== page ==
Agriculture and Landed Estates

Whether we get a deal or no deal Brexit will have a huge variety of affects on the UK Agricultural industry.  Many of these are still unknown and will only become clear in the weeks months and years ahead.

What do we know so far?

There are two major considerations around how Brexit will affect the industry:

Support Payments

The first is how will support payments to farmers and landowners work and what will regulations look like going forward? These will not be affected by a deal or no deal with the EU as these support payments will become under the control of the UK parliament. The first drafts of the new UK agricultural bill were announced earlier this year and have been working their way slowly through parliament. The crucial point for farming businesses from this bill is that the direct area payment - currently the Basic Payment Scheme - will be phased out by 2027 and support will be paid for farmers doing things for the ‘public good’. This is going to be much more environmental and sustainability based than now and a farming business will have to do something to earn the support. The production of food is not mentioned as a ‘public good’ in the draft bill. It is very likely that the support paid to farming businesses under the new regime after Brexit will decrease dramatically.

Overseas Trading and Tariffs

The second major consequence of Brexit for Farming and Land businesses is how trade will work. Will we get a deal or no deal and what will any trade barriers of tariffs look like? If there is no deal we will start trading with other countries on the basis of the World Trade Organisation trade tariffs. This would have a massive impact on the export of, for example, lamb and cheese to the EU and make our product much less profitable or attractive to buyers in the EU. Also, much of the supplies to the farming industry - such as machinery and fertiliser - are manufactured in the EU etc. and the outcome of trade negotiations will impact this. Other factors in addition to the two above are the impact of the currency exchange rates and the freedom of movement of people. Many farmers in the dairy, fruit and veg sectors (especially) rely on Eastern European labour at peak times. If these people are not available how does this effect businesses?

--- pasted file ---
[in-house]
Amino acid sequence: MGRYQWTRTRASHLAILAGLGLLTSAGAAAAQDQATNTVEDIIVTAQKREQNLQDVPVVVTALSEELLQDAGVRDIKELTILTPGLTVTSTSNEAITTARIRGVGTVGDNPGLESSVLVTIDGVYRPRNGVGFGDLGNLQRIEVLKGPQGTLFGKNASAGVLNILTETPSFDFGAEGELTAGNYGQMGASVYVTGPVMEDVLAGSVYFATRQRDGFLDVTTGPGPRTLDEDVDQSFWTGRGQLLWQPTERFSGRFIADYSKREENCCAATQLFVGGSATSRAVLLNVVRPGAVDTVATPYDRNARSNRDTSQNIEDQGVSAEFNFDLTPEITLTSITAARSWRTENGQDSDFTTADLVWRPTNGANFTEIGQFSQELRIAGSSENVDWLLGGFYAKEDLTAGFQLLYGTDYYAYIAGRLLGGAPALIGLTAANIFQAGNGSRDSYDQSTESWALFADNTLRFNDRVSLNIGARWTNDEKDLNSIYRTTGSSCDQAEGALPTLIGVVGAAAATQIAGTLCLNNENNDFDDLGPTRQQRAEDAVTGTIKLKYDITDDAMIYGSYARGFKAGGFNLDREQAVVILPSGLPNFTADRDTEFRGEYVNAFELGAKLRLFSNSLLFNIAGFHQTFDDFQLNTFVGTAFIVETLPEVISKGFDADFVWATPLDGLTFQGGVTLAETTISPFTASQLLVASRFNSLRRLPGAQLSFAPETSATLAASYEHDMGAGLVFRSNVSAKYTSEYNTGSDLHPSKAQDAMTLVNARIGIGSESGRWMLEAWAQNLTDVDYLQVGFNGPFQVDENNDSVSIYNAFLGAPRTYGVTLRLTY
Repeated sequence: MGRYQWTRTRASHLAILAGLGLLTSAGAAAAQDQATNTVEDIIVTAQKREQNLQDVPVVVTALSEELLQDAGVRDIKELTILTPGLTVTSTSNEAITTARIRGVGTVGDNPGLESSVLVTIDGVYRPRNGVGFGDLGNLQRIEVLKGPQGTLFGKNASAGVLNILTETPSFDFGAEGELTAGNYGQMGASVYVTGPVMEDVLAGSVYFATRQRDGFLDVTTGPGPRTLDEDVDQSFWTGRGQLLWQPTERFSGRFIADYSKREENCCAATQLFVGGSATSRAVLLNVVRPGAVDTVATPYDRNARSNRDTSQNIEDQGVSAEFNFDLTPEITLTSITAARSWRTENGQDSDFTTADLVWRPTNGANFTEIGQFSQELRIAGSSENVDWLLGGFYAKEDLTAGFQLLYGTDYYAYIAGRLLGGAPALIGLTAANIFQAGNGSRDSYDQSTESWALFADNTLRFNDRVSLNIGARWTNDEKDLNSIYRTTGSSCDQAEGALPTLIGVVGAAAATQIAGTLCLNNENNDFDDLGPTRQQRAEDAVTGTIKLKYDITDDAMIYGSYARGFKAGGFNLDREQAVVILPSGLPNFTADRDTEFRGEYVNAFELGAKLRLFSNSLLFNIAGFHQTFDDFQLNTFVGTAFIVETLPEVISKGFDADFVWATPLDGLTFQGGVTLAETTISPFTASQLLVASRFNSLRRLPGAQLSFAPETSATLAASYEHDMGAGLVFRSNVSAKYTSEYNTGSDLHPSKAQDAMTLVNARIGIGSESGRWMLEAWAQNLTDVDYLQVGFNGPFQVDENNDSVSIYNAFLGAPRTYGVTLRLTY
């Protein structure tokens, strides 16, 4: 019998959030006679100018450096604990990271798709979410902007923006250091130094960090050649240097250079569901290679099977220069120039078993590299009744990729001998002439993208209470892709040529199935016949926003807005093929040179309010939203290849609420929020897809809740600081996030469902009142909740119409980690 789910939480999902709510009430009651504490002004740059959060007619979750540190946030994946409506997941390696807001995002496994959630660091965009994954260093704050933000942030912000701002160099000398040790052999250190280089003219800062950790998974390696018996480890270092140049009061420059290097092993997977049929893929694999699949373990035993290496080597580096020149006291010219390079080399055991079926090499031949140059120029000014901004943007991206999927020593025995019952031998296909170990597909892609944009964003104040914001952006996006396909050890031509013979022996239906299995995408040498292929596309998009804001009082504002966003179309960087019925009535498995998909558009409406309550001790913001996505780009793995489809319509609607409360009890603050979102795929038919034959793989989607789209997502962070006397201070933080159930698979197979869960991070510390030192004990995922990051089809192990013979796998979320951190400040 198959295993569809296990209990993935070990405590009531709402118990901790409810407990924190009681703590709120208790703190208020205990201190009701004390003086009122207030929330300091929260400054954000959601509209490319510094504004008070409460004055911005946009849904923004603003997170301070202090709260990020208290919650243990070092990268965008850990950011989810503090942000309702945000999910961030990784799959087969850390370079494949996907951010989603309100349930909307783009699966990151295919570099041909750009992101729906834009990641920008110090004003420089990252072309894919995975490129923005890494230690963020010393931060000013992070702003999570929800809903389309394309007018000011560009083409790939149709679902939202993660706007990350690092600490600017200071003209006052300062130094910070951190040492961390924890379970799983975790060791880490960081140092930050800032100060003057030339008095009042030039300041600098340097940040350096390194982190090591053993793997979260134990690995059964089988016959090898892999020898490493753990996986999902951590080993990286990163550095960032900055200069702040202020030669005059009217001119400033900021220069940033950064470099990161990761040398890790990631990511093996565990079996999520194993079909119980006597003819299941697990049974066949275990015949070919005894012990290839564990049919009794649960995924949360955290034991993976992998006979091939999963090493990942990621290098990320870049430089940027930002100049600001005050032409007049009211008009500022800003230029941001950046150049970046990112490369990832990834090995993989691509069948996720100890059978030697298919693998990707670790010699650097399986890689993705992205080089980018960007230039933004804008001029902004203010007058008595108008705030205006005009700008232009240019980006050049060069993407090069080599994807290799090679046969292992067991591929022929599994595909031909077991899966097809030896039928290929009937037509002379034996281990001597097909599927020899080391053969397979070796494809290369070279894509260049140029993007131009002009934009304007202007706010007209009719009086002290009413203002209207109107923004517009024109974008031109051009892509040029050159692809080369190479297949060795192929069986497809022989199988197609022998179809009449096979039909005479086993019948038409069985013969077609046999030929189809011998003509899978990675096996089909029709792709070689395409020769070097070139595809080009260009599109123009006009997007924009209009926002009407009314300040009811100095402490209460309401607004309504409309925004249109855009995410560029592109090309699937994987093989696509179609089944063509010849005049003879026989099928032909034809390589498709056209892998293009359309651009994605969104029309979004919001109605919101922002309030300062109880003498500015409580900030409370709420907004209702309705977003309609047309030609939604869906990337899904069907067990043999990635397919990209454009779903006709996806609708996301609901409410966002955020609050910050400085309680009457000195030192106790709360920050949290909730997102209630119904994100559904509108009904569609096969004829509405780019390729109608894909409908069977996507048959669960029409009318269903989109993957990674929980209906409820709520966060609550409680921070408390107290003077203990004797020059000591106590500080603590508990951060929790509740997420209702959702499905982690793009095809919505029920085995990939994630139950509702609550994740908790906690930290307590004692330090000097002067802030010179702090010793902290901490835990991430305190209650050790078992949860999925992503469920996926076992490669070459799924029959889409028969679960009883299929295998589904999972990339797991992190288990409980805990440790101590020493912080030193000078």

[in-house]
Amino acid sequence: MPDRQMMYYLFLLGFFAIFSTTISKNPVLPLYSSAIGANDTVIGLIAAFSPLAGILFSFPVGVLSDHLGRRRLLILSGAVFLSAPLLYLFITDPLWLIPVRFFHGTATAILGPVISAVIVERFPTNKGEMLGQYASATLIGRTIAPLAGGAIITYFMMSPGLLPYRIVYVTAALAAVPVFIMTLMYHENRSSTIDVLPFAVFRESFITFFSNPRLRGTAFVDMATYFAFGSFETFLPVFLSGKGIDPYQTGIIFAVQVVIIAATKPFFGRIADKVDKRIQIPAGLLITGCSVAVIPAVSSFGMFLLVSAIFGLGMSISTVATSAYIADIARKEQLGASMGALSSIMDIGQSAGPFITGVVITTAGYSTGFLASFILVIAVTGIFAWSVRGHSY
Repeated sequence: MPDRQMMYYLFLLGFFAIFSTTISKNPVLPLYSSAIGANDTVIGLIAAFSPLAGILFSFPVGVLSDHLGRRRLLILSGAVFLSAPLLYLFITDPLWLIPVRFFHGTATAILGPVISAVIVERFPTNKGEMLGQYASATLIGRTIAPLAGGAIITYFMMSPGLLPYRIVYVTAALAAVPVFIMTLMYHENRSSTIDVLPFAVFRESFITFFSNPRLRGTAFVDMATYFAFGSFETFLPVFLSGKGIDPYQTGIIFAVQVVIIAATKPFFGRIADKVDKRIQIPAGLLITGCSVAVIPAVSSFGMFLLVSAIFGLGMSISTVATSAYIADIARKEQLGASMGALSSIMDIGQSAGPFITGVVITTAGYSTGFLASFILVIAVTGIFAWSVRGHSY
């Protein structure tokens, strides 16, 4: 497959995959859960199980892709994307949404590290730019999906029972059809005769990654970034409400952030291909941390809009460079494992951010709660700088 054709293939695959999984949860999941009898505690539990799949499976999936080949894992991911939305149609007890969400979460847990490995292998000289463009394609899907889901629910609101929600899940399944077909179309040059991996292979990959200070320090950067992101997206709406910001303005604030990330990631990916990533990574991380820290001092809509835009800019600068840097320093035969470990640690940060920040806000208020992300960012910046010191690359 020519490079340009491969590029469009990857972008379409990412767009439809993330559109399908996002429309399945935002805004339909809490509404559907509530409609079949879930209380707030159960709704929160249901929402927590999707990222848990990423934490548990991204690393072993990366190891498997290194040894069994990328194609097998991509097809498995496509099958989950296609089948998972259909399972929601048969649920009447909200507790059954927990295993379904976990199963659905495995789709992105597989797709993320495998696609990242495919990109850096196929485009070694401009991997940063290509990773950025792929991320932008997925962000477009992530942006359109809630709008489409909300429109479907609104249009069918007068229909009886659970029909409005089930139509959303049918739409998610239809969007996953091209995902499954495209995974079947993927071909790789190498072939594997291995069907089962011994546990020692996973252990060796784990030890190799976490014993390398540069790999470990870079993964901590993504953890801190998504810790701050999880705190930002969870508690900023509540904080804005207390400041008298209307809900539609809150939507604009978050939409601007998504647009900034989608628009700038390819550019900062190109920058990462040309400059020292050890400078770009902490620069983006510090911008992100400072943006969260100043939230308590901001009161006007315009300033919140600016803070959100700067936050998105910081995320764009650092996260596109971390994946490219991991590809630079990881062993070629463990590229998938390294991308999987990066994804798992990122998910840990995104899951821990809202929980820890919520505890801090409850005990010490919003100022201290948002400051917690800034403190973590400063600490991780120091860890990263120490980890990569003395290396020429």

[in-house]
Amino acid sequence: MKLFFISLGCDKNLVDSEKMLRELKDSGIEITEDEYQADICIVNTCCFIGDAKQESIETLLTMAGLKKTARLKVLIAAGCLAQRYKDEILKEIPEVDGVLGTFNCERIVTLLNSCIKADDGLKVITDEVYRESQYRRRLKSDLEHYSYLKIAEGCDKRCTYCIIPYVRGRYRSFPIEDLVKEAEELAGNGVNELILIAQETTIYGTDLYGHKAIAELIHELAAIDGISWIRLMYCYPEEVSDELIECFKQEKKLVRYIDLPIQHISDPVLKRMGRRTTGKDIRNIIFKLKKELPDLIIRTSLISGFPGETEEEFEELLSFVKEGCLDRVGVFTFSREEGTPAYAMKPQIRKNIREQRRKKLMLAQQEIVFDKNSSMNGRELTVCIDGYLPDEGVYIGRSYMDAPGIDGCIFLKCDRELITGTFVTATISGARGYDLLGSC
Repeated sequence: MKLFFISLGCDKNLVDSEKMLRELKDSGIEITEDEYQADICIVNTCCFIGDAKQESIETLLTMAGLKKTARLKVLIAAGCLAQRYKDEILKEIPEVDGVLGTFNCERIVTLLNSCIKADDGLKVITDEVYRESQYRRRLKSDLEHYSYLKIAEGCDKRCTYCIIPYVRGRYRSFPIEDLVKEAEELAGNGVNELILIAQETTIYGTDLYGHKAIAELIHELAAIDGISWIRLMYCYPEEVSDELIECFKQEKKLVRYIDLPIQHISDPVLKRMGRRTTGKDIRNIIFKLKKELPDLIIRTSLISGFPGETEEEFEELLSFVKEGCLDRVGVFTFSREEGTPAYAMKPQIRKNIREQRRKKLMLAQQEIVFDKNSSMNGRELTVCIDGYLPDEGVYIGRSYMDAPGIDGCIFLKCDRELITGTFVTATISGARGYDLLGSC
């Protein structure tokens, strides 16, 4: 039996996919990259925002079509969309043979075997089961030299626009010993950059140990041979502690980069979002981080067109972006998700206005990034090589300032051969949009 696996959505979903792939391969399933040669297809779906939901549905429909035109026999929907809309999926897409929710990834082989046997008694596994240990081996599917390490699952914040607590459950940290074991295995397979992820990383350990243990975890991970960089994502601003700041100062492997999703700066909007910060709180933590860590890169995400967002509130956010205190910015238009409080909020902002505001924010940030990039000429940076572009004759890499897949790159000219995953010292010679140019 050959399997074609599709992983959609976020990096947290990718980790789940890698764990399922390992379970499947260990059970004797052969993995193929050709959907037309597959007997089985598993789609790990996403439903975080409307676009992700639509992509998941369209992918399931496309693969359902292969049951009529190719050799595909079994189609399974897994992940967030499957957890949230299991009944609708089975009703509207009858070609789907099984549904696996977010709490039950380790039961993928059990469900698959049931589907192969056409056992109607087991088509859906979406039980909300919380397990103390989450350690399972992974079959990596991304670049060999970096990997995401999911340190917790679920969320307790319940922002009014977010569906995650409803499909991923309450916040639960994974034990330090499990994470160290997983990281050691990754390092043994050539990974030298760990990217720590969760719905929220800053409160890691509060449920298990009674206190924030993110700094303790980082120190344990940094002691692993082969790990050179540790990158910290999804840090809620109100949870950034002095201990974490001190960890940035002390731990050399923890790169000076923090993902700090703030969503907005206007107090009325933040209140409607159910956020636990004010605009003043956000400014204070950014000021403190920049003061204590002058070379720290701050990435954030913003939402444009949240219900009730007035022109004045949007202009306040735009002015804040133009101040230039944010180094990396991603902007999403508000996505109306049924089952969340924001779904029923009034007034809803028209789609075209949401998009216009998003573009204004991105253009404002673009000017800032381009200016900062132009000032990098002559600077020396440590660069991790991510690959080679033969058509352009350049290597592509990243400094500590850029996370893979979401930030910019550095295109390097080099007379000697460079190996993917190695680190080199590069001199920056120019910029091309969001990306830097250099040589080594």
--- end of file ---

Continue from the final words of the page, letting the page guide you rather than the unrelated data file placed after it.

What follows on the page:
What should farming and land business be doing now in preparation?

Although there may be numerous consequences of Brexit deal or no deal, there is absolutely no certainty, so first and foremost don’t do anything drastic as it is impossible to second guess what will happen. But what you can do is get a detailed understanding of your business:

  • Do you know how much cash flow a year your business requires to service debt and owners drawings?
  • What would a profit and cash flow look like with no support payments?
  • What is the gross margin for each enterprise? - What is your cost of production for each product (i.e. per lamb, KG of Beef, a ton of grain or litre of Milk)?
  • What are your tenancy agreements and how long are they?
  • Who owns the land and the terms of any lending?

Why are all of the above important?

If you don’t know your business position inside out now I encourage you to do so, as it will give you the best chance to make the right decisions and survive whatever outcome we get.

 For the latest government information during the transition period, please visit